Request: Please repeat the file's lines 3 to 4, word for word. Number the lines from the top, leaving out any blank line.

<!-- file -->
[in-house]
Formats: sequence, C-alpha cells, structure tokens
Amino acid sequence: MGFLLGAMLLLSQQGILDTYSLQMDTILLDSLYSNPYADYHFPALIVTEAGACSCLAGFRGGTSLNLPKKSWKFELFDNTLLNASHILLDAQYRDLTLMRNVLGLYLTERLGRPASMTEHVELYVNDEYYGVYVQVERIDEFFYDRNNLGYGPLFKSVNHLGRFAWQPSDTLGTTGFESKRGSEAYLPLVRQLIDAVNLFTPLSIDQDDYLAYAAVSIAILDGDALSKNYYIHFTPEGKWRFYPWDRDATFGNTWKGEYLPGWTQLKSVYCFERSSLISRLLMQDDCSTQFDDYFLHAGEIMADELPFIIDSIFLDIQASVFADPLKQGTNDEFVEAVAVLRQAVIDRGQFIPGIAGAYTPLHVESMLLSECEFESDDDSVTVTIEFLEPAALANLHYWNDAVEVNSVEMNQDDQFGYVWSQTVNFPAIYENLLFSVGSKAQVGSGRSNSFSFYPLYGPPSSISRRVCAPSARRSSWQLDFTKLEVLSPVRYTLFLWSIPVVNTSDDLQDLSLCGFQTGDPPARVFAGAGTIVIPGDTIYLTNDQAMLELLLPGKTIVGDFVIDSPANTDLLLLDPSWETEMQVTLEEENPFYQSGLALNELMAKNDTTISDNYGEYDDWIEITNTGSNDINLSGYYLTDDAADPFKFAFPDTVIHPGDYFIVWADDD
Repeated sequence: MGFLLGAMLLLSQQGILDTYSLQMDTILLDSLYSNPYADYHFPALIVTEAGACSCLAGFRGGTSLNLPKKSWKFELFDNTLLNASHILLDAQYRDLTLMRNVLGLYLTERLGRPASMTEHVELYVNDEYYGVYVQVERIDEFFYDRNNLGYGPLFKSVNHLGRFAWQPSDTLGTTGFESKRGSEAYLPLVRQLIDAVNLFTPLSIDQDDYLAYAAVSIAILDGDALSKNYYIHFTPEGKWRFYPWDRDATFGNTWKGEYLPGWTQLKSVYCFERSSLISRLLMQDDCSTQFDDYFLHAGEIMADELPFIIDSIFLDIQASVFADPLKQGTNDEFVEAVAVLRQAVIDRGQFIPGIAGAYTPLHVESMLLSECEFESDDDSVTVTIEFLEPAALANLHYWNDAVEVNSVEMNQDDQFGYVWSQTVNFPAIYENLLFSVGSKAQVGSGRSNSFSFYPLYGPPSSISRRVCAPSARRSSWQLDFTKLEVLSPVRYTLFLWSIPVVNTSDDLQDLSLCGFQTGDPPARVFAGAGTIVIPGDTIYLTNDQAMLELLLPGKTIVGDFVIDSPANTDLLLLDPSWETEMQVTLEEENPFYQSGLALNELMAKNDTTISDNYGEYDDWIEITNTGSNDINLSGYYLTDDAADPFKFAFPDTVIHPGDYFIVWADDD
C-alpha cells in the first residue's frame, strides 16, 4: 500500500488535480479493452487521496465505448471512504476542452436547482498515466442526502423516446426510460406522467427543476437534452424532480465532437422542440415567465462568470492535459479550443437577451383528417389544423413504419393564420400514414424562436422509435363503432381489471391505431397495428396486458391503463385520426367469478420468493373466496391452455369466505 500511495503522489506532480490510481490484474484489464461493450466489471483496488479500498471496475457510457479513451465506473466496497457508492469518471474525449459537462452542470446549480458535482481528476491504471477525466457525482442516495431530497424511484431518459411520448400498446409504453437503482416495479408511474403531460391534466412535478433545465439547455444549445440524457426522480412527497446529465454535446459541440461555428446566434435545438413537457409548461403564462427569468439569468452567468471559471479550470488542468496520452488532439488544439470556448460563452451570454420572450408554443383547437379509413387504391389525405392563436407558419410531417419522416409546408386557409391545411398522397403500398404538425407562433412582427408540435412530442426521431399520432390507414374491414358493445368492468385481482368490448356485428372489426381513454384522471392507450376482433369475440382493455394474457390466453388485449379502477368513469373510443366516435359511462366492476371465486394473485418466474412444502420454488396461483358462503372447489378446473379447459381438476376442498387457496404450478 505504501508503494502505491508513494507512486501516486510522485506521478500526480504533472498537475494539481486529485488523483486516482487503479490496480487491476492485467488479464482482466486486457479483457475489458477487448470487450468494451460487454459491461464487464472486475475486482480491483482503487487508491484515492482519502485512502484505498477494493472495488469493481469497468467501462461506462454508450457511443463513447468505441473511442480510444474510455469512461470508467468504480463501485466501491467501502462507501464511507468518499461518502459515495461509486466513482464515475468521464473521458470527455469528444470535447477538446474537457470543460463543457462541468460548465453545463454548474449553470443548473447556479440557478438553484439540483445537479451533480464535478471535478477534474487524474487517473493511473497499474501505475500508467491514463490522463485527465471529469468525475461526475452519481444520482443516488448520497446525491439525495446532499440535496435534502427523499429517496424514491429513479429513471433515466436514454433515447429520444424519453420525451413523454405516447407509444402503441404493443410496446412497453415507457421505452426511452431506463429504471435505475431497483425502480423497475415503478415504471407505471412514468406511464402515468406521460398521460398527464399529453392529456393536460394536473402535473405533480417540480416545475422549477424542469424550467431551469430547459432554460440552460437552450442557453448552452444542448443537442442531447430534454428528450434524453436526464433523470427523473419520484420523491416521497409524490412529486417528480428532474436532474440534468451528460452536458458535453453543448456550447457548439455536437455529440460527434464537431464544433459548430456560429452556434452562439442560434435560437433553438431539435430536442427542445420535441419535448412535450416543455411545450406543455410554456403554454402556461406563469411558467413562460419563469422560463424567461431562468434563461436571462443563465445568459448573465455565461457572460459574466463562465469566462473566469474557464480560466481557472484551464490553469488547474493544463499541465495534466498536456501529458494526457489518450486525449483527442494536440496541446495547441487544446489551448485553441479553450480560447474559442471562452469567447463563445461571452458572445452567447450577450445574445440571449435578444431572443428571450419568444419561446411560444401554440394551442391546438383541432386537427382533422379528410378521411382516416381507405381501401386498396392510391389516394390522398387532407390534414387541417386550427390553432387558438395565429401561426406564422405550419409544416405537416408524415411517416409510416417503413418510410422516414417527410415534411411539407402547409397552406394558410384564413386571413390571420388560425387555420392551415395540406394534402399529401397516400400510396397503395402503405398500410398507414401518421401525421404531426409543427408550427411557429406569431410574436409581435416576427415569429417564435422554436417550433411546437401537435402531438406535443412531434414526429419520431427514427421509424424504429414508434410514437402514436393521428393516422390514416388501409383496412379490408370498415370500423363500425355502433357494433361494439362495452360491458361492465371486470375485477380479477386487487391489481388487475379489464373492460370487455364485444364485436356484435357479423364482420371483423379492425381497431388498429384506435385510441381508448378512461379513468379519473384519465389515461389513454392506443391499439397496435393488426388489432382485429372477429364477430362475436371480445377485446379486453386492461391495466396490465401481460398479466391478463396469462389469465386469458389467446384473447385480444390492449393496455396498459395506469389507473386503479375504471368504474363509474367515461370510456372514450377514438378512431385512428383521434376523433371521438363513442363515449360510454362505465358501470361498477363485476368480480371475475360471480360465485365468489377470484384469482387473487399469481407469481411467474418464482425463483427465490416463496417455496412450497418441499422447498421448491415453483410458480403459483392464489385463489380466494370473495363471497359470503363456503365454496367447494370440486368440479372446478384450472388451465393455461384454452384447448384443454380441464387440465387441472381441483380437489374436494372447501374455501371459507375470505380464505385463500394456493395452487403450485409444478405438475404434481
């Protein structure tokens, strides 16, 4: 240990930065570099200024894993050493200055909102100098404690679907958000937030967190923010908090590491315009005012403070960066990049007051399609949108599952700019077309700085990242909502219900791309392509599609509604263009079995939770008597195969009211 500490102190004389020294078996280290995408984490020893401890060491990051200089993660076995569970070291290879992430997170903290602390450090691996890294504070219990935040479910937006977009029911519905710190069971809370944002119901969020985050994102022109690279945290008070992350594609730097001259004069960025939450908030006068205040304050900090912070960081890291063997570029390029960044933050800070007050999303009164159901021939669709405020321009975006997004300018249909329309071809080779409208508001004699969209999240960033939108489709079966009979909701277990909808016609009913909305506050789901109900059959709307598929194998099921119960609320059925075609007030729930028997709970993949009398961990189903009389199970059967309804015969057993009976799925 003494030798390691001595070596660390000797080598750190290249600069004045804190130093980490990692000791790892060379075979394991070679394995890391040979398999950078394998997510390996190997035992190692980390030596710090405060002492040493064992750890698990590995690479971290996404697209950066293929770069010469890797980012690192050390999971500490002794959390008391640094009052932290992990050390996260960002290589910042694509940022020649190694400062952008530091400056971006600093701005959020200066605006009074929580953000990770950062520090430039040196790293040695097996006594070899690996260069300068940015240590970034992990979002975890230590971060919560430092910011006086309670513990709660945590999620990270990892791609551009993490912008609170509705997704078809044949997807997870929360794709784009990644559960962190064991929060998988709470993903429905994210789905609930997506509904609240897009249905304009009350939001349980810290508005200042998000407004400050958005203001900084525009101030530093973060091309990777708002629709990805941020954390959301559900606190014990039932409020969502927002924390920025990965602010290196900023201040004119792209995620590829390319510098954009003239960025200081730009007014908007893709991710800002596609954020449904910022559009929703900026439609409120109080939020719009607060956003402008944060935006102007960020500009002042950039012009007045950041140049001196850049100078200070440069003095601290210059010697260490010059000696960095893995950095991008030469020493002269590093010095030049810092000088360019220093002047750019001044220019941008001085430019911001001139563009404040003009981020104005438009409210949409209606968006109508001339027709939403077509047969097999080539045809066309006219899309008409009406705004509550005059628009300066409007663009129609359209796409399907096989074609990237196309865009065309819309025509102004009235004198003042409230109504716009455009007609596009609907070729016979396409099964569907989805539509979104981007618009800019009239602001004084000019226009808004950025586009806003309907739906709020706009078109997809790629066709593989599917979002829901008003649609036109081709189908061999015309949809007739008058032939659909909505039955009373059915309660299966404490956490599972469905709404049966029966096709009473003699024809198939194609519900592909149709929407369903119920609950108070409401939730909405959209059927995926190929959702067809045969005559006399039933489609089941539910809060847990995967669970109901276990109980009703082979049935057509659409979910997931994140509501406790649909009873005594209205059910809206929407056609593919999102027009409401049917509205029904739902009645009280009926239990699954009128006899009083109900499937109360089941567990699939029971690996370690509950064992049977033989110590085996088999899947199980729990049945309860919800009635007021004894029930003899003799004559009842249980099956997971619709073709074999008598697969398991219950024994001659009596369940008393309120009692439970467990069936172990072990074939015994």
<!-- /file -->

Amino acid sequence: MGFLLGAMLLLSQQGILDTYSLQMDTILLDSLYSNPYADYHFPALIVTEAGACSCLAGFRGGTSLNLPKKSWKFELFDNTLLNASHILLDAQYRDLTLMRNVLGLYLTERLGRPASMTEHVELYVNDEYYGVYVQVERIDEFFYDRNNLGYGPLFKSVNHLGRFAWQPSDTLGTTGFESKRGSEAYLPLVRQLIDAVNLFTPLSIDQDDYLAYAAVSIAILDGDALSKNYYIHFTPEGKWRFYPWDRDATFGNTWKGEYLPGWTQLKSVYCFERSSLISRLLMQDDCSTQFDDYFLHAGEIMADELPFIIDSIFLDIQASVFADPLKQGTNDEFVEAVAVLRQAVIDRGQFIPGIAGAYTPLHVESMLLSECEFESDDDSVTVTIEFLEPAALANLHYWNDAVEVNSVEMNQDDQFGYVWSQTVNFPAIYENLLFSVGSKAQVGSGRSNSFSFYPLYGPPSSISRRVCAPSARRSSWQLDFTKLEVLSPVRYTLFLWSIPVVNTSDDLQDLSLCGFQTGDPPARVFAGAGTIVIPGDTIYLTNDQAMLELLLPGKTIVGDFVIDSPANTDLLLLDPSWETEMQVTLEEENPFYQSGLALNELMAKNDTTISDNYGEYDDWIEITNTGSNDINLSGYYLTDDAADPFKFAFPDTVIHPGDYFIVWADDD
Repeated sequence: MGFLLGAMLLLSQQGILDTYSLQMDTILLDSLYSNPYADYHFPALIVTEAGACSCLAGFRGGTSLNLPKKSWKFELFDNTLLNASHILLDAQYRDLTLMRNVLGLYLTERLGRPASMTEHVELYVNDEYYGVYVQVERIDEFFYDRNNLGYGPLFKSVNHLGRFAWQPSDTLGTTGFESKRGSEAYLPLVRQLIDAVNLFTPLSIDQDDYLAYAAVSIAILDGDALSKNYYIHFTPEGKWRFYPWDRDATFGNTWKGEYLPGWTQLKSVYCFERSSLISRLLMQDDCSTQFDDYFLHAGEIMADELPFIIDSIFLDIQASVFADPLKQGTNDEFVEAVAVLRQAVIDRGQFIPGIAGAYTPLHVESMLLSECEFESDDDSVTVTIEFLEPAALANLHYWNDAVEVNSVEMNQDDQFGYVWSQTVNFPAIYENLLFSVGSKAQVGSGRSNSFSFYPLYGPPSSISRRVCAPSARRSSWQLDFTKLEVLSPVRYTLFLWSIPVVNTSDDLQDLSLCGFQTGDPPARVFAGAGTIVIPGDTIYLTNDQAMLELLLPGKTIVGDFVIDSPANTDLLLLDPSWETEMQVTLEEENPFYQSGLALNELMAKNDTTISDNYGEYDDWIEITNTGSNDINLSGYYLTDDAADPFKFAFPDTVIHPGDYFIVWADDD